Dr Florian Stadtler
Florian Stadtler is Senior Lecturer in Postcolonial Literatures in the Department of English and Film. He researches Indian Popular Cinema/Bollywood, South Asian Writing in English, particularly the work of Salman Rushdie, and British Asian Literature and History and has published in these areas. He teaches Postcolonial Literature and Theory, South Asian Literature and Film, Black and South Asian British Writing and Film, and World Cinema and Literature.
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My main research interests lie in colonial and postcolonial literature and film, especially South Asian writing in English and the work of Salman Rushdie, British South Asian history and literature, Indian popular cinema and its representation in South Asian fiction, and East African literatures as they relate to colonial discourse analysis and postcolonial theory. I am also interested in nineteenth-century, twentieth-century and contemporary British fiction, in particular the development of the novel.
My monograph, Fiction, Film and Indian Popular Cinema: Salman Rushdie's Novels and the Cinematic Imagination highlights the way in which Rushdie draws on the conventions, style and politics of Indian Popular Cinema in his exploration of the postcolonial subcontinent and the South Asian diaspora in fast-changing global, economic and social spaces, ranging from the metropolises of Bombay, London and New York.
I have also published extensively on South Asian-British history, including on the case of Udham Singh and South Asian soldiers in the First and Second World Wars. I have co-edited a special issue of Wasafiri: The Magazine of International Contemporary Writing, entitled India and Britain: Cross-Cultural Encounters, which highlighted the vibrant South Asian publishing culture of 1930s-1940s Britain and a special issue on Writing Hong Kong.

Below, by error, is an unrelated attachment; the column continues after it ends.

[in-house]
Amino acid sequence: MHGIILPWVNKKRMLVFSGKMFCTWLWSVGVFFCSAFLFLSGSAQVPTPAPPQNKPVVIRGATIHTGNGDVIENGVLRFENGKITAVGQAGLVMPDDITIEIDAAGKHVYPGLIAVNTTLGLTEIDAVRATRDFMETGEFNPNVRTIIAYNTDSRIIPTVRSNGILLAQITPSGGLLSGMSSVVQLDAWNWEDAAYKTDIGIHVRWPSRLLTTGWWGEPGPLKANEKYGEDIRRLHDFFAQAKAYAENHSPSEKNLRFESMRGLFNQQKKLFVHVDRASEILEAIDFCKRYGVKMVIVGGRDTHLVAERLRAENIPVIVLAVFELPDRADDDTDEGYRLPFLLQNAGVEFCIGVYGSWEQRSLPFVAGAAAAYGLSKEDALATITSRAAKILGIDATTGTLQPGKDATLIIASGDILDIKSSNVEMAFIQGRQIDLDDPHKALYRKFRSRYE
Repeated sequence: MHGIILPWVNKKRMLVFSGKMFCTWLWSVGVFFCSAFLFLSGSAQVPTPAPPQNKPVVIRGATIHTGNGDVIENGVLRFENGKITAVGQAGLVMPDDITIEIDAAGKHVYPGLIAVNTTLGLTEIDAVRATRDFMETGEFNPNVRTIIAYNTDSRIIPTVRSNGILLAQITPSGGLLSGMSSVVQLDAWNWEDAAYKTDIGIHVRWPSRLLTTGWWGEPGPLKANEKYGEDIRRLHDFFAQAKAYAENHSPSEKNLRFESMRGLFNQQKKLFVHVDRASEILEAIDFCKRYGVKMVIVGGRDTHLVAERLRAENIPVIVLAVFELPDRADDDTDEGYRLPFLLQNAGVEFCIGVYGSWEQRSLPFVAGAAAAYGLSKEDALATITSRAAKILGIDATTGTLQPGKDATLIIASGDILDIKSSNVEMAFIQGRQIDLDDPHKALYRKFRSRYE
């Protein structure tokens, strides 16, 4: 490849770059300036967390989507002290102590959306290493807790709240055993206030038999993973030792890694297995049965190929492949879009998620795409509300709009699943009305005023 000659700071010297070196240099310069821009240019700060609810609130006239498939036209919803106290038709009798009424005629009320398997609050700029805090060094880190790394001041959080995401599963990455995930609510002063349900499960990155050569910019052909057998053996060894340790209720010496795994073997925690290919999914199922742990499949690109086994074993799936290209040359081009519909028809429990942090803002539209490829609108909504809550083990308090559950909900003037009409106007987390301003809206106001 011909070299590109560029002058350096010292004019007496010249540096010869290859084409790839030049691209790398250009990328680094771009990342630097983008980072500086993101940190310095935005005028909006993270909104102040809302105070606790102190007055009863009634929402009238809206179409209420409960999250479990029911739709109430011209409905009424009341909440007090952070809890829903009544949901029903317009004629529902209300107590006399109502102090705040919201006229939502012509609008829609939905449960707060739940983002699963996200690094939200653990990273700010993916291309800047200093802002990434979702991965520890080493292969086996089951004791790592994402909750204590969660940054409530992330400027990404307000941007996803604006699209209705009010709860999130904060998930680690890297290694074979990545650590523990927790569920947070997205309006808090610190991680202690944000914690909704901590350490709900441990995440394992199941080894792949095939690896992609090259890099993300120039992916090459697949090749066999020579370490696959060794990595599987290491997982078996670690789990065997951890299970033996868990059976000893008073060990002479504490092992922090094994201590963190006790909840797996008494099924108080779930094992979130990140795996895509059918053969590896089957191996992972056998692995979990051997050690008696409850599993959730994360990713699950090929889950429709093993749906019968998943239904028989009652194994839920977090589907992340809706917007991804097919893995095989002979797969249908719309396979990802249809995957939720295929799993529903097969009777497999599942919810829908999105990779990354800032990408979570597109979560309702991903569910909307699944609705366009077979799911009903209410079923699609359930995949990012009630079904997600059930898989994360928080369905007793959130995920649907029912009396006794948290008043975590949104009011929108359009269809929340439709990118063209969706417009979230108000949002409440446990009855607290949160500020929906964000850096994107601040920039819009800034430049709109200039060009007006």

I am currently working an a major new edited collection for Cambridge University Press, Salman Rushdie in Context.
My research is historically invested and draws extensively on archival collections in Britain, India and the US.
From 2011-12 I worked as a Research Fellow on the AHRC-funded follow-on project, 'Beyond the Frame: Indian British Connections'. It was led by The Open University and Professor Susheila Nasta in collaboration with the British Library, British Council in India, National Archives of India as well as the British Museum and Victoria and Albert Museum. The project team curated and toured a facsimile panel exhibition, 'Beyond the Frame: India in Britain, 1858-1950', to eight cities in India to highlight the formative cultural, social and political contributions South Asians made to British life in this earlier period to counter the common perception that Britain only diversified after the end of the Second World War. Working closely with educationist and pioneering historian, Rozina Visram, the project produced a variety of online resources, including an 'Asians in Britain' learning website for the British Library. The project has been nominated in the category 'Collaboration of the Year' at the Times Higher Education Award (2013) and is an impact case study for RCUK and the AHRC who also featured it in its report to funders. As part of its legacy to open up and bring to wider public audiences the extensive visual archival holdings of this early Asian diasporic community in Britain, the project has also curated Asian Britain: A Photographic History, published by the Westbourne Press and partnered by the British Library and Getty Images. 'Beyond the Frame' grew out of the collaborative AHRC-funded research project, 'Making Britain: South Asian Visions of Home and Abroad, 1870-1950' (2007-10) on which I worked as a research associate. Led by The Open University and partnered by the University of Oxford and King's College London, the team was led by Susheila Nasta and included Elleke Boehmer, Ruvani Ranasinha, Rozina Visram, Rehana Ahmed and Sumita Mukherjee. Together we produced a public database: www.open.ac.uk/makingbritain which is attracting high levels of traffic from users across the world.